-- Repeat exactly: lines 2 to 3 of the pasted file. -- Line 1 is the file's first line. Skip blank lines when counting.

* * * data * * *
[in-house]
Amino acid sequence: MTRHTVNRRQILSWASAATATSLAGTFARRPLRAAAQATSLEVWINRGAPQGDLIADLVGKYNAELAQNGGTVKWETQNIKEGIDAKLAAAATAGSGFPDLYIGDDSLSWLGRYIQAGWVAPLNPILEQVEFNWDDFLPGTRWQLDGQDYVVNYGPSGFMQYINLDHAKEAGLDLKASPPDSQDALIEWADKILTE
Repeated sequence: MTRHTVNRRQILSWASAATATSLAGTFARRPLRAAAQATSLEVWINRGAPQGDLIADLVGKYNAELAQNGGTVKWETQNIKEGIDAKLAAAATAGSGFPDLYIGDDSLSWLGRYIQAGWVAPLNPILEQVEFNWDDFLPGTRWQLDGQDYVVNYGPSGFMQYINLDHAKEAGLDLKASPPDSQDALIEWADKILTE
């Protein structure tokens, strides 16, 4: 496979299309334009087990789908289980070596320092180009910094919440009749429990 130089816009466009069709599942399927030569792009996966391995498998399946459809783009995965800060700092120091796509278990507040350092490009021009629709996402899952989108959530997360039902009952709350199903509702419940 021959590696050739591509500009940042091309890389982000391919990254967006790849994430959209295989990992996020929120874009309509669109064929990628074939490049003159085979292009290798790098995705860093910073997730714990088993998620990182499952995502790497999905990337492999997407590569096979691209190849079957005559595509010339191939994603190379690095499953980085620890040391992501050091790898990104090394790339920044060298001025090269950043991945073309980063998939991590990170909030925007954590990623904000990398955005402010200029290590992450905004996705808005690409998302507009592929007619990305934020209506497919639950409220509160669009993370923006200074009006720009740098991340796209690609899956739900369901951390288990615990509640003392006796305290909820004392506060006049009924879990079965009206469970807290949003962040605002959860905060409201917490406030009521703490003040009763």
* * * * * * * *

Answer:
Amino acid sequence: MTRHTVNRRQILSWASAATATSLAGTFARRPLRAAAQATSLEVWINRGAPQGDLIADLVGKYNAELAQNGGTVKWETQNIKEGIDAKLAAAATAGSGFPDLYIGDDSLSWLGRYIQAGWVAPLNPILEQVEFNWDDFLPGTRWQLDGQDYVVNYGPSGFMQYINLDHAKEAGLDLKASPPDSQDALIEWADKILTE
Repeated sequence: MTRHTVNRRQILSWASAATATSLAGTFARRPLRAAAQATSLEVWINRGAPQGDLIADLVGKYNAELAQNGGTVKWETQNIKEGIDAKLAAAATAGSGFPDLYIGDDSLSWLGRYIQAGWVAPLNPILEQVEFNWDDFLPGTRWQLDGQDYVVNYGPSGFMQYINLDHAKEAGLDLKASPPDSQDALIEWADKILTE